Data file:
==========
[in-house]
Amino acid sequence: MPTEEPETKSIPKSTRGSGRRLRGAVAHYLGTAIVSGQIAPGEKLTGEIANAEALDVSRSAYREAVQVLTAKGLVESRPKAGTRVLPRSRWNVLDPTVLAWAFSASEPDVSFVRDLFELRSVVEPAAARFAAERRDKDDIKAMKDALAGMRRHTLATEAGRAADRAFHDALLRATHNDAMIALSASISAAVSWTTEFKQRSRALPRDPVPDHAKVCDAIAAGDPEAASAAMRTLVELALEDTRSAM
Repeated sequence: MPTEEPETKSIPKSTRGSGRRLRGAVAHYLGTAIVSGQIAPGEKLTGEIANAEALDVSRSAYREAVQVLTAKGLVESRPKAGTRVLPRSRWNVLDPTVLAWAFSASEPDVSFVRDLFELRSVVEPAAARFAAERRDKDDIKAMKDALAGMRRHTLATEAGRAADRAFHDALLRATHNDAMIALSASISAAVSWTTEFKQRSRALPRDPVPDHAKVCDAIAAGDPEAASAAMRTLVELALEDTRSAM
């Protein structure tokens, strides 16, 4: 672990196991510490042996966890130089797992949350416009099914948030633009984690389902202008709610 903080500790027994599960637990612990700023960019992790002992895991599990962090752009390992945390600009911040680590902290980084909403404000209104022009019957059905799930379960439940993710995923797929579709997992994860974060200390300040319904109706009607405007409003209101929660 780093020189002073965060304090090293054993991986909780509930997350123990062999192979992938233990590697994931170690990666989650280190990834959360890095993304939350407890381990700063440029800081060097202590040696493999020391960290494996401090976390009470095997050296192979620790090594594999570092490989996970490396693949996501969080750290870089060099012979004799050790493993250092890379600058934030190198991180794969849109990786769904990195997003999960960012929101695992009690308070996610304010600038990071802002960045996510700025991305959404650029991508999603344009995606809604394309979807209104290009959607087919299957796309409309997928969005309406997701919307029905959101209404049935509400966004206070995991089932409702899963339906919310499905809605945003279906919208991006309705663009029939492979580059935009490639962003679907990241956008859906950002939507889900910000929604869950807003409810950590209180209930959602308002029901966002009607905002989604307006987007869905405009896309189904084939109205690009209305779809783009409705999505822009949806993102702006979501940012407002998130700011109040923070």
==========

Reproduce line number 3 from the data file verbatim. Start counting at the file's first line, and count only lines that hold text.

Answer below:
Repeated sequence: MPTEEPETKSIPKSTRGSGRRLRGAVAHYLGTAIVSGQIAPGEKLTGEIANAEALDVSRSAYREAVQVLTAKGLVESRPKAGTRVLPRSRWNVLDPTVLAWAFSASEPDVSFVRDLFELRSVVEPAAARFAAERRDKDDIKAMKDALAGMRRHTLATEAGRAADRAFHDALLRATHNDAMIALSASISAAVSWTTEFKQRSRALPRDPVPDHAKVCDAIAAGDPEAASAAMRTLVELALEDTRSAM